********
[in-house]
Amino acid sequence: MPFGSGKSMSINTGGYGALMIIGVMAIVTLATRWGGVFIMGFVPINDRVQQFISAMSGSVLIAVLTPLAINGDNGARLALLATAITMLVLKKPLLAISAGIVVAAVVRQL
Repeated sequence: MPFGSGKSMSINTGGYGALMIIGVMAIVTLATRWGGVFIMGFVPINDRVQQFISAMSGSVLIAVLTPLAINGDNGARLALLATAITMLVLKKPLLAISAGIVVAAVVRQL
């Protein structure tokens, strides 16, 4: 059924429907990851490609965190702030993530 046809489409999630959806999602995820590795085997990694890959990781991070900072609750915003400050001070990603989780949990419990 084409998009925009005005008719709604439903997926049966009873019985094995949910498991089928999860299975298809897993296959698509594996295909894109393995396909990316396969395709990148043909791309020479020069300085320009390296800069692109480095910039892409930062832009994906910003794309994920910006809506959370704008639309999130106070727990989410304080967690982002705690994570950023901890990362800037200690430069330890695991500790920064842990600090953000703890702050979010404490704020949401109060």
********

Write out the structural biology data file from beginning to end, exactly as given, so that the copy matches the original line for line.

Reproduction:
[in-house]
Amino acid sequence: MPFGSGKSMSINTGGYGALMIIGVMAIVTLATRWGGVFIMGFVPINDRVQQFISAMSGSVLIAVLTPLAINGDNGARLALLATAITMLVLKKPLLAISAGIVVAAVVRQL
Repeated sequence: MPFGSGKSMSINTGGYGALMIIGVMAIVTLATRWGGVFIMGFVPINDRVQQFISAMSGSVLIAVLTPLAINGDNGARLALLATAITMLVLKKPLLAISAGIVVAAVVRQL
């Protein structure tokens, strides 16, 4: 059924429907990851490609965190702030993530 046809489409999630959806999602995820590795085997990694890959990781991070900072609750915003400050001070990603989780949990419990 084409998009925009005005008719709604439903997926049966009873019985094995949910498991089928999860299975298809897993296959698509594996295909894109393995396909990316396969395709990148043909791309020479020069300085320009390296800069692109480095910039892409930062832009994906910003794309994920910006809506959370704008639309999130106070727990989410304080967690982002705690994570950023901890990362800037200690430069330890695991500790920064842990600090953000703890702050979010404490704020949401109060």